• Solicitation at the Polls: Prohibits a Supervisor from designating a no-solicitation zone or otherwise restricting access outside of the 100 ft. no-solicitation zone to any person, PC, CCE, candidate or other group or organization for the purpose of soliciting voters.
    • Status:  The bill passed its first committee of reference by a party line vote.  Despite the unanimous approval of the early voting changes in the House in HB7013, some Senate members feel the changes do not go far enough. The bill passed out of Community Affairs on a party line 5-3 vote, and again in the Rules committee in week six by a 10-5 vote.
    • Outlook: HB 7013 was substituted for SB 600.

Ethics
SB 2 (Senate Ethics and Elections Committee)

  • SummaryComprehensive bill impacting public officials, elected and appointed, at the state and local level:
  • Ethics Training:  Mandatory annual 4 hours of ethics training (Sunshine Law, Public Records, Code of Ethics) for “constitutional officers” 
  • Dual Public Employment: Prohibits an elected official from accepting public employment that he or she knows, or reasonably should know, was established or offered to gain influence or advantage based on the elected official’s status; similar restrictions for accepting promotions in existing public employment.
  • Financial Disclosure Filings: Gives Commission on Ethics (COE) greater ability to collect financial disclosure fines, including garnishment of wages and increasing statute of limitations from 5 to 20 years.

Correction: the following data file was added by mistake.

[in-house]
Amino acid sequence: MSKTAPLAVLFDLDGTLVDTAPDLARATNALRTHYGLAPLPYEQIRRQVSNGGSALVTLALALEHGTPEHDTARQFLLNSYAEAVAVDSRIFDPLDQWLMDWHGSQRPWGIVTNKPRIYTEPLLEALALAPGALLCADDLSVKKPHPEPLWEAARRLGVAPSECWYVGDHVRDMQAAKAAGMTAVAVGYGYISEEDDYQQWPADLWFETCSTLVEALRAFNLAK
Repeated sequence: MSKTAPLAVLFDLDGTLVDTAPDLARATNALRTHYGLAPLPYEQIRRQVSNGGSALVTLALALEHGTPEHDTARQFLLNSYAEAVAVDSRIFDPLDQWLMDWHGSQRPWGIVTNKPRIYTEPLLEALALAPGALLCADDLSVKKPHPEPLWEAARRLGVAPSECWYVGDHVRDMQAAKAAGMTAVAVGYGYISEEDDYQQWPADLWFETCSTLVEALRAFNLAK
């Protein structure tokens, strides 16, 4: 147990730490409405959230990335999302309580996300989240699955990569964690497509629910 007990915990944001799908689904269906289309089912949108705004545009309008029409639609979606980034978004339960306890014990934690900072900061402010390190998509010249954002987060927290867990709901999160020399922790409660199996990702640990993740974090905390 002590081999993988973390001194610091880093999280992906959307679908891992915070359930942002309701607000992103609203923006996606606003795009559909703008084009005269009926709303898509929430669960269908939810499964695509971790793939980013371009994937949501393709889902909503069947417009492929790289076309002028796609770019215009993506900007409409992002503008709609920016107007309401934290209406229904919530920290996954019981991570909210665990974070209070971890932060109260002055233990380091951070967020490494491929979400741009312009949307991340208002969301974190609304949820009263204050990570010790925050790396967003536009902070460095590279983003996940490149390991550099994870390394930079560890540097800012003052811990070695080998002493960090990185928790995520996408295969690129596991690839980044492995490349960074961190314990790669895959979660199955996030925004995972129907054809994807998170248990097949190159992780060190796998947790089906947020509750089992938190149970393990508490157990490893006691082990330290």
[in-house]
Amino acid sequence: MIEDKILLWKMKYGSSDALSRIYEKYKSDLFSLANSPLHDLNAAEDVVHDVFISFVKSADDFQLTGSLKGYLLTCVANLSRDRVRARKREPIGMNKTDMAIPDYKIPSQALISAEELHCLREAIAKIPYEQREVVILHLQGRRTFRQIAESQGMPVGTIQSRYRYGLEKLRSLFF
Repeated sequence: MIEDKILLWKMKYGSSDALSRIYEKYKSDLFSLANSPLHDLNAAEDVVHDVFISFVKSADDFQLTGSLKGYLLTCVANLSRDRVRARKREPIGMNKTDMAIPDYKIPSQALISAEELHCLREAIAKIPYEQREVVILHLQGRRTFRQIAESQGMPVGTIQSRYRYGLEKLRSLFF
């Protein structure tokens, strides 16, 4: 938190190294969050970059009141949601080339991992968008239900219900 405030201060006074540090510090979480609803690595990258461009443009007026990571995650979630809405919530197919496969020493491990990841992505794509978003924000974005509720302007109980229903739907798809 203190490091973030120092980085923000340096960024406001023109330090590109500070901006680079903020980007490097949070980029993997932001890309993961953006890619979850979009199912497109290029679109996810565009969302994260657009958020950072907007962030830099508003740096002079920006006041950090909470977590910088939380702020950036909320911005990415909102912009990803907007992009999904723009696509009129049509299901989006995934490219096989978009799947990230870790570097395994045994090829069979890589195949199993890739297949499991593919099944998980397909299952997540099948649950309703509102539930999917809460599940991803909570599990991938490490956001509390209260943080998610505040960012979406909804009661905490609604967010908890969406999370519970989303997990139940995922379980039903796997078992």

• Complaints and Investigative Proceedings: Authorizes the COE to initiate investigations based on a referral from the Governor, FDLE, or a State/US Attorney.
    • Status:  This bill passed both chambers this week, with a final vote 37-0 vote in the Senate. The bill is headed to the Governor for signature.

HB 7131 (House Ethics & Elections)

  • Summary: Comprehensive bill impacting public officials, elected and appointed, at the state and local level. The bill incorporates most of provisions summarized in SB2 above with the following differences:
    • Financial Disclosure Filings: Does not allow the COE to levy on property in order to collect financial disclosure fines.
    • Complaints and Investigative Proceedings: Gives COE discretion to dismiss complaints due to “de minimis” violations (SB2 mandates their dismissal)
    • Lobbying Ban: Limits the 2 year lobbying ban for legislators to just the Speaker of the House and the President of the Senate (SB2 places the restriction on all former legislators)
  • Status:  Committee bill approved and filed as HB 7131 on 3/26 and passed out of its last committee, State Affairs, in week seven.  SB 2 was substituted for 7131.

Campaign Finance Activities
HB 569 (R. Schenck)

  • Summary:
  • Committees of Continuous Existence (CCEs): Eliminates CCEs by September 30, 2013 and requires submission of any outstanding reports after revocation
  • Campaign Contributions: Increases limits to candidates from $500 to $3,000 for candidates for statewide office and $1,000 for candidates for local offices effective 7/1/13 and allows unlimited contributions to Political Committees.  Candidates allowed to retain up to $20,000 in surplus campaign funds for use in next election for same office; $25,000 per year aggregate contribution to a party or PC.
  • Disclosures to DOE, Supervisor of Elections or Clerk: Submission of monthly contribution and expenditure reports until 60th day before primary (7 days after qualifying ends); Submission of weekly reports thereafter with last report due on the 4th day before the general election